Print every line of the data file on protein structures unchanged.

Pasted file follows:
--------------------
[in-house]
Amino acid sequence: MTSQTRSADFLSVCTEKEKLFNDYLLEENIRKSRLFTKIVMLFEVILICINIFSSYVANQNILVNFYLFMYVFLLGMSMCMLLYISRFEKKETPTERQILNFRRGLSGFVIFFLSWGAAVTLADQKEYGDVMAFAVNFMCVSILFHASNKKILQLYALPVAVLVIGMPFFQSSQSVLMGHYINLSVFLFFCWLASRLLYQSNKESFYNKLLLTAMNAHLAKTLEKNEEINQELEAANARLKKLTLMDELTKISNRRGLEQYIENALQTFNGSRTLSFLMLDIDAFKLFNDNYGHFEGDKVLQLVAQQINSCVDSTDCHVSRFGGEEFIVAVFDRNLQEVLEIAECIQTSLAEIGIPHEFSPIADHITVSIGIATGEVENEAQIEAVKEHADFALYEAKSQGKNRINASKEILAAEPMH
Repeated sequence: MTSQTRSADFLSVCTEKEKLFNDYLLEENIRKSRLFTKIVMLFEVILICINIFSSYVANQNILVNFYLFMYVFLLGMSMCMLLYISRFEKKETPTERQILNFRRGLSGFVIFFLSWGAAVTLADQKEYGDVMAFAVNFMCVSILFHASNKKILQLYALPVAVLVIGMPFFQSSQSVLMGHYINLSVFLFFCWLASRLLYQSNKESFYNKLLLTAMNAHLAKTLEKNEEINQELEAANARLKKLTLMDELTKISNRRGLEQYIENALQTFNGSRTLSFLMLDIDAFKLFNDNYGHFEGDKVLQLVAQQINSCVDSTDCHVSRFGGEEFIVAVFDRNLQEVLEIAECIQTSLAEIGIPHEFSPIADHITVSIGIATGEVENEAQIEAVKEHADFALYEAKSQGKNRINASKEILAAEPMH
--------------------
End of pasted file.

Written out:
[in-house]
Amino acid sequence: MTSQTRSADFLSVCTEKEKLFNDYLLEENIRKSRLFTKIVMLFEVILICINIFSSYVANQNILVNFYLFMYVFLLGMSMCMLLYISRFEKKETPTERQILNFRRGLSGFVIFFLSWGAAVTLADQKEYGDVMAFAVNFMCVSILFHASNKKILQLYALPVAVLVIGMPFFQSSQSVLMGHYINLSVFLFFCWLASRLLYQSNKESFYNKLLLTAMNAHLAKTLEKNEEINQELEAANARLKKLTLMDELTKISNRRGLEQYIENALQTFNGSRTLSFLMLDIDAFKLFNDNYGHFEGDKVLQLVAQQINSCVDSTDCHVSRFGGEEFIVAVFDRNLQEVLEIAECIQTSLAEIGIPHEFSPIADHITVSIGIATGEVENEAQIEAVKEHADFALYEAKSQGKNRINASKEILAAEPMH
Repeated sequence: MTSQTRSADFLSVCTEKEKLFNDYLLEENIRKSRLFTKIVMLFEVILICINIFSSYVANQNILVNFYLFMYVFLLGMSMCMLLYISRFEKKETPTERQILNFRRGLSGFVIFFLSWGAAVTLADQKEYGDVMAFAVNFMCVSILFHASNKKILQLYALPVAVLVIGMPFFQSSQSVLMGHYINLSVFLFFCWLASRLLYQSNKESFYNKLLLTAMNAHLAKTLEKNEEINQELEAANARLKKLTLMDELTKISNRRGLEQYIENALQTFNGSRTLSFLMLDIDAFKLFNDNYGHFEGDKVLQLVAQQINSCVDSTDCHVSRFGGEEFIVAVFDRNLQEVLEIAECIQTSLAEIGIPHEFSPIADHITVSIGIATGEVENEAQIEAVKEHADFALYEAKSQGKNRINASKEILAAEPMH